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The Science of Change

By Katherine Craig

Ottawa Human Resource Professionals Association, Up-Date Magazine, May 2013


"People don't resist change, they resist being changed."    - Peter Senge

As leaders we spend a great deal of time trying to figure out how to implement change. Numerous consultants have grown rich guiding these efforts. I often hear people say the following:

We tried to implement that process but everyone seems to have given up.

We're planning to start that system when people aren't so busy.

The irony is that we don't have enough resources to figure out how to find those efficiencies!

So what's going on here? Why do we seem hopelessly stuck? Is the modern workforce hopelessly apathetic? Great news: there is hope! There's nothing wrong with the spirit of your workforce. They are just waiting for an invitation.

The Invitation
Imagine a door. Imagine someone appears, opens the door and says you must go through that door immediately. What are your first thoughts now as you read? Most people say to me, "I want to know what's on the other side of the door before I go through. Why do they want me to go through? I want more answers before I move." Imagine that the more you delay the more insistent the person is that you go through the door. They try being nice to you and that quickly turns to subtle intimidation. Finally they lose all pretense of politeness and try pushing you through the door physically. How do you behave once they try to physically force you through the door? I suspect that most of us would start to put up quite a struggle at this point.

I'm sure by now you might have guessed that this analogy is quite similar to how we attempt to implement changes in our workforce. For bigger, more important projects we might have a couple of focus groups, send out an FAQ, or develop a communication plan. How many of these tools are top-down? How many other changes are implemented with nothing more than a memo that announces, "Effective immediately we will now be using Form B as the new protocol"?

Don't get me wrong, as a coach I am all about a well-developed communication plan but even the best laid plans can be undermined by the front line manager who says, "Ours is not to wonder why, ours is just to do or die." Yikes - heave ho through the door! The science of change comes to life in the discussions on the front line. Long after the communication plan has been carefully set, discussions happen. It's here that passiveness can end and action can begin.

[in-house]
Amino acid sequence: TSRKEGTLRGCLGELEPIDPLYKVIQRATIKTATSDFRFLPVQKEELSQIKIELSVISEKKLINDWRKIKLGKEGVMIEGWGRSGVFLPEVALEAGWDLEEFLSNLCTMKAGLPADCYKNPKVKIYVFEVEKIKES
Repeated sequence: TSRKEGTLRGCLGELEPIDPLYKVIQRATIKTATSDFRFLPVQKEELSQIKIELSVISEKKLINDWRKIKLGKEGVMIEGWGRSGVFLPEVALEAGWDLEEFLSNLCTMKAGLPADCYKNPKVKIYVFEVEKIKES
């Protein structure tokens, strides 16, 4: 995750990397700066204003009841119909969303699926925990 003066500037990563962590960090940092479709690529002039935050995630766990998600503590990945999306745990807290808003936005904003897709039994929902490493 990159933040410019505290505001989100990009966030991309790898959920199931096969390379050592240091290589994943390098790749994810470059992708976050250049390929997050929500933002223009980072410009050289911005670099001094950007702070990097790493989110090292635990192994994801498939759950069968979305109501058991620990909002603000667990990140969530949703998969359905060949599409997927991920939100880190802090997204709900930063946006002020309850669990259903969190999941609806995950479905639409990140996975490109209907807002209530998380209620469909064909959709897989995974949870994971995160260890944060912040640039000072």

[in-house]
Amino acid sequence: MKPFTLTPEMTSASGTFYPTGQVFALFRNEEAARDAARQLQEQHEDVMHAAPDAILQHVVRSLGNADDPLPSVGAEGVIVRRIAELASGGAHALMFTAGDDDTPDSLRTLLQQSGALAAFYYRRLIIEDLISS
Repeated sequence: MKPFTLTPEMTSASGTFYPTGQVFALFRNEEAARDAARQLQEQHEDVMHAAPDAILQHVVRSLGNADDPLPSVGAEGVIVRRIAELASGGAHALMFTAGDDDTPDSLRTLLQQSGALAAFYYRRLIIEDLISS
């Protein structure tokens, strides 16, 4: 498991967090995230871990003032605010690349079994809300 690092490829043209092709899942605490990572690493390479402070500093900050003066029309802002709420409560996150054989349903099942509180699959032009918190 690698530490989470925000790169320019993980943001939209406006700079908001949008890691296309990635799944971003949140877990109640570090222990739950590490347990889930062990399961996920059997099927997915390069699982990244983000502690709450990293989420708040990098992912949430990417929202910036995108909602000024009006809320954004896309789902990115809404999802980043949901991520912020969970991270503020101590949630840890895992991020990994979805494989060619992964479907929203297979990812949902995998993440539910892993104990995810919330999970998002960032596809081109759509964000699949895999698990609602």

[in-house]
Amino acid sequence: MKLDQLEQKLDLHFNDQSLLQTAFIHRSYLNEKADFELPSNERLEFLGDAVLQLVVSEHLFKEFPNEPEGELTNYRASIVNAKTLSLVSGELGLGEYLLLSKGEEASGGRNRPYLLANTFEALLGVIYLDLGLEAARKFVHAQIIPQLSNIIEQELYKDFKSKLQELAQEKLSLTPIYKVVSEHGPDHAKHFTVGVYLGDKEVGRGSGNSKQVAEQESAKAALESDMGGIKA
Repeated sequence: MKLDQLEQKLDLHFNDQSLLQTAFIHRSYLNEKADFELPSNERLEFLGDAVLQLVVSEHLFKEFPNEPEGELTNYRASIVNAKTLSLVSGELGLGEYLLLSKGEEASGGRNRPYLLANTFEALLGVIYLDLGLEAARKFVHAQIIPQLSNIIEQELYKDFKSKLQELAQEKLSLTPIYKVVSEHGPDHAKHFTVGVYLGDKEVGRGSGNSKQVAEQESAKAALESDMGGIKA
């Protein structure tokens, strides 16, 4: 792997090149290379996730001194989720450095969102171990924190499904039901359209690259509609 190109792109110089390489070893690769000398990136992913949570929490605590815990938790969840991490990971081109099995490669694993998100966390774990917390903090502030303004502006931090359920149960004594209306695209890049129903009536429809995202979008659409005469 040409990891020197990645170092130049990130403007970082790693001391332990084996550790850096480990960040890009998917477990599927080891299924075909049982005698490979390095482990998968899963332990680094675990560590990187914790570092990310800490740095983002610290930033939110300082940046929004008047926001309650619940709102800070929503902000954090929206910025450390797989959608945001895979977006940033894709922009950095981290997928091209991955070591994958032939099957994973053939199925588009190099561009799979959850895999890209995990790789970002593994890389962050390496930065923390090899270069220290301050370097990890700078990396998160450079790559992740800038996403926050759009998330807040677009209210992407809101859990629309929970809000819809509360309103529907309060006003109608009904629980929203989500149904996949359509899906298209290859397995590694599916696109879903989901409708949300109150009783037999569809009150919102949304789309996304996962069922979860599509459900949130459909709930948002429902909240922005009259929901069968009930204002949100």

The Rule of Three
If you are someone who wants to implement a change remember this: people want to be invited through the door (change), not pushed, pulled or dragged. Make no mistake, as a leader you are not only required but expected to implement regular change. Don't ever apologise for that! Following the Rule of Three isn't about giving someone the opportunity to opt in or opt out of the change. It's about being a leader, and getting everyone on board. Here are the rules to create that invitation.

People want choices
We all understand there is a hierarchy in life. There are laws, rules, and a work order that must be obeyed. But this does not extend to micromanagement. Within every rule, there are choices, and people want the ability to express themselves and their values with these choices. For example, there are rules of the road but you are able to decide what colour and make of vehicle you want to drive.

People want control
Everyone has a different speed when working toward the goal. They will instinctively pick a speed that delivers the best results for them. Telling them to go faster or slower will only frustrate them and underscore that you are trying to manipulate them. Instead try to understand their speed, and if you require them to go more quickly find out what barriers that person might remove to allow a quicker march.

People need trust
Has anyone at work ever asked for your opinion or asked you to help with something and you find out later it was just a formality? That your input wasn't needed or even wanted? Did you want to help out again? You probably felt quite angry or betrayed as the trust you had with that person had been broken. When leaders tell people, "This is the target and these are the deliverables that need to happen" then those same leaders need to believe that they hired professionals who can get the job done right and on time. The instant the leader swoops in to "fix things" or "move them along" then the control and choices are taken away from the team and trust is broken.